Cover: The King’s Peace: Law and Order in the British Empire, from Harvard University PressCover: The King’s Peace in HARDCOVER

The King’s Peace

Law and Order in the British Empire

Product Details


$36.00 • £31.95 • €32.95

ISBN 9780674249073

Publication Date: 08/10/2021


336 pages

5-1/2 x 8-1/4 inches

9 photos, 6 maps


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Finely argued…untangles the corrupted and corrupting logic of colonial peacekeeping… Outstanding in virtually every respect.—Maxwell Carter, Wall Street Journal

Delivers on its claim to demonstrate a rising autocracy across the empire. This top-down story provides the perspective of British authorities. Ford is a compelling writer and each of the chapters draws on a wide range of archival and published sources… Any book that raises this many questions is certainly a valuable addition to undergraduate and graduate syllabi and is sure to generate productive historiographical conversations.—Dana Rabin, H-Net Reviews

[The King’s Peace] has the potential to contribute to aspects of the increasingly fractious debates on the rights and wrongs of colonialism…[and] offers an opportunity to interrogate, through a look backwards, certain arguments on the perennial difficulties all governments face when balancing, on the one hand, the needs of security and public order, and, on the other, the personal liberty of those subject to their jurisdiction.—Venkat Iyer, Round Table

The King’s Peace traces the British Empire’s increasingly authoritarian law and order from Boston before the American Revolution to Canada, Jamaica, India, and Australia during the first half of the nineteenth century. If making war was how Britain acquired its empire, keeping the peace, as Ford reminds us in this elegant and important book, was how the British justified their imperial persistence and rule.—Eliga H. Gould, author of Among the Powers of the Earth: The American Revolution and the Making of a New World Empire

Examining the heart of law—the king’s peace—Ford reveals its many moods during a period when Britain’s empire covered ever more peoples in ever more fraught circumstances. By telling us wonderful stories filled with fascinating characters, she has given us a major new global legal history of an era of rapid constitutional change.—Paul D. Halliday, author of Habeas Corpus: From England to Empire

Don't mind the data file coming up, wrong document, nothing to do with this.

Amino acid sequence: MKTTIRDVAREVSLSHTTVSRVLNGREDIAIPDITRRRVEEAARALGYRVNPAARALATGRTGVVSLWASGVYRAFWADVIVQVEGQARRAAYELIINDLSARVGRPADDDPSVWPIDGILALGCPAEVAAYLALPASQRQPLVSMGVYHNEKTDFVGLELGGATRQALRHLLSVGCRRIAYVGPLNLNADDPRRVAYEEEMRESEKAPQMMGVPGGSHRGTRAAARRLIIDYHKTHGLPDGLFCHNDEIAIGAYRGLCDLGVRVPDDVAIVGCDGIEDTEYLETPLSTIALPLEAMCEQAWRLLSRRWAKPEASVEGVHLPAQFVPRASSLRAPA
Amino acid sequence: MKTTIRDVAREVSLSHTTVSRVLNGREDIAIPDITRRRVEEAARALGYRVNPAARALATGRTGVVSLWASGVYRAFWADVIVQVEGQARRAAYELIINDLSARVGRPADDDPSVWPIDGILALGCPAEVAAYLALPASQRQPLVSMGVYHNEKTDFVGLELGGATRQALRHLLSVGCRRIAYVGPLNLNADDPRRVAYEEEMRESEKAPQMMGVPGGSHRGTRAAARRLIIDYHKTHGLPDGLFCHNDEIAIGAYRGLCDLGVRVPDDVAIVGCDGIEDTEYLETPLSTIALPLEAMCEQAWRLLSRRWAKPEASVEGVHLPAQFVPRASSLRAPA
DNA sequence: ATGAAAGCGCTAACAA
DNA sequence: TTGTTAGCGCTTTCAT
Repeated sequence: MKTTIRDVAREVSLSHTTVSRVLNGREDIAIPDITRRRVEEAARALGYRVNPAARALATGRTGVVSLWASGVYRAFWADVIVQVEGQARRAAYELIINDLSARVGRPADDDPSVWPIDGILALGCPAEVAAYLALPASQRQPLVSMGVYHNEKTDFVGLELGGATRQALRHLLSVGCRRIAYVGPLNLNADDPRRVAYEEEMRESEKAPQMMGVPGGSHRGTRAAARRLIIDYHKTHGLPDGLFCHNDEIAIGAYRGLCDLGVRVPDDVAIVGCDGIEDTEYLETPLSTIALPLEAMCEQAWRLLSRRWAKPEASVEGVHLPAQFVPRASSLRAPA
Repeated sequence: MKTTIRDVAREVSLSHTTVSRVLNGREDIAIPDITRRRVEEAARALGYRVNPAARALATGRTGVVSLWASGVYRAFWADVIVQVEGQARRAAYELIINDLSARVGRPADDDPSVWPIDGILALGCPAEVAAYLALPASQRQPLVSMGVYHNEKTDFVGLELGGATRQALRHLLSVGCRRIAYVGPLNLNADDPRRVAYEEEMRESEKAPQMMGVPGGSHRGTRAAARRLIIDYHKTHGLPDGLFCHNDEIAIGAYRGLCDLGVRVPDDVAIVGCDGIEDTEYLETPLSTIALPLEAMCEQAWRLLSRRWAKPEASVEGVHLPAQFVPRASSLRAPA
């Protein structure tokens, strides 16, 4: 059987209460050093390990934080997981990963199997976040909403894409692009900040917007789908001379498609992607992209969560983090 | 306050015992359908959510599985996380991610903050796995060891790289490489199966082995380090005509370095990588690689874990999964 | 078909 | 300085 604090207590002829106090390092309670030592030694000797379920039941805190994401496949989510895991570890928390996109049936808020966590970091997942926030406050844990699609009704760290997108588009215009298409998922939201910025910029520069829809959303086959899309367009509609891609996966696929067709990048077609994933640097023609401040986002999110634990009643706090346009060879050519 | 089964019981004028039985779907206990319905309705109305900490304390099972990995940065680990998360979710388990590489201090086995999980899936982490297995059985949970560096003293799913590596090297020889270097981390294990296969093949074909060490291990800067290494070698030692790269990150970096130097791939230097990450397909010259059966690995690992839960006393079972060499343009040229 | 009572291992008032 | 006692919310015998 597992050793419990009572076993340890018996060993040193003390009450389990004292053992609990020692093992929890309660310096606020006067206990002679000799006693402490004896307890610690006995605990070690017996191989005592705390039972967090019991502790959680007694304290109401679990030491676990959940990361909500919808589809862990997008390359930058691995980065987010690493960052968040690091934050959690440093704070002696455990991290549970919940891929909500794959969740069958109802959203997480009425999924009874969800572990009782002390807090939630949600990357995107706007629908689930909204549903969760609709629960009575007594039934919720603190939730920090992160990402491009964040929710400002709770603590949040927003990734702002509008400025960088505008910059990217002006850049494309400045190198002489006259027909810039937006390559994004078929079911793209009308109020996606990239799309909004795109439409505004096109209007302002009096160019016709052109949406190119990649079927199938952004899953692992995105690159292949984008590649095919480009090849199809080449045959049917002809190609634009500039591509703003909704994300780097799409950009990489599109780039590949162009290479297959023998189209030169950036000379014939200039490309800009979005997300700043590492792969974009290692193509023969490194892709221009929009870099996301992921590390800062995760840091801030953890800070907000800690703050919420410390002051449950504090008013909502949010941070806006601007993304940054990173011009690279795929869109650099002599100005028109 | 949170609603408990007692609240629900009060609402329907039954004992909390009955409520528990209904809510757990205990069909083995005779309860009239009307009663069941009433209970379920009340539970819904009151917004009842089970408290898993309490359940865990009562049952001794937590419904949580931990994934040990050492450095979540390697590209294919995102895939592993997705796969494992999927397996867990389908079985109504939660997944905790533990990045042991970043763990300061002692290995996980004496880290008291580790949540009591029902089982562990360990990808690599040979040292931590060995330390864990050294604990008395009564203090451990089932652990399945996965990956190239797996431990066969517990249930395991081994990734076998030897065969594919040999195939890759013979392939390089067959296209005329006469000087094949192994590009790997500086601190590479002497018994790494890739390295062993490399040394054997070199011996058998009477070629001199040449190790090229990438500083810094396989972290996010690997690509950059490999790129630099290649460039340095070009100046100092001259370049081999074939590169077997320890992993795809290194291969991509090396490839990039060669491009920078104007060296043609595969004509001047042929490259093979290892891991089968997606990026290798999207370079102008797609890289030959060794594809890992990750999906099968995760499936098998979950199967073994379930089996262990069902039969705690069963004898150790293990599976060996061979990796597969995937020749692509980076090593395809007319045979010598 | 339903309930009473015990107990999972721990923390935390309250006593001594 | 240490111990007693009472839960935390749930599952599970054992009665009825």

In a wonderfully wide-ranging book, Ford argues that controversies over order and disorder not only preoccupied British officials, they also propelled reassertions of crown power, shifts to autocratic rule, legal divergences between center and periphery, and coercive peacekeeping across the empire. Powerfully argued and masterfully written, this book compels readers to grapple with the constitutional compromises made in the name of peace and good order.—Hannah Weiss Muller, author of Subjects and Sovereign: Bonds of Belonging in the Eighteenth-Century British Empire

A persuasive and elegant study of law and governance in the British Empire from the mid-eighteenth to mid-nineteenth century. Ford examines the legal slippages which occurred as imperial officials across the empire wrestled with the challenges of suppressing crime and disorder and maintaining the social order. This book will appeal to a wide range of readers interested in the British Empire, ‘war capitalism,’ and the nature of violence in imperial expansion.—Aaron Graham, author of Corruption, Party, and Government in Britain, 1702–1713

With global reach and local depth, this remarkable book fundamentally revises how we should understand the British Empire’s critical eighteenth-century transformations. In so doing, Ford makes a powerful argument for locating the violence that underpins modern state sovereignty not merely in its exceptions but its rule.—Philip J. Stern, author of The Company-State: Corporate Sovereignty and the Early Modern Foundations of the British Empire in India

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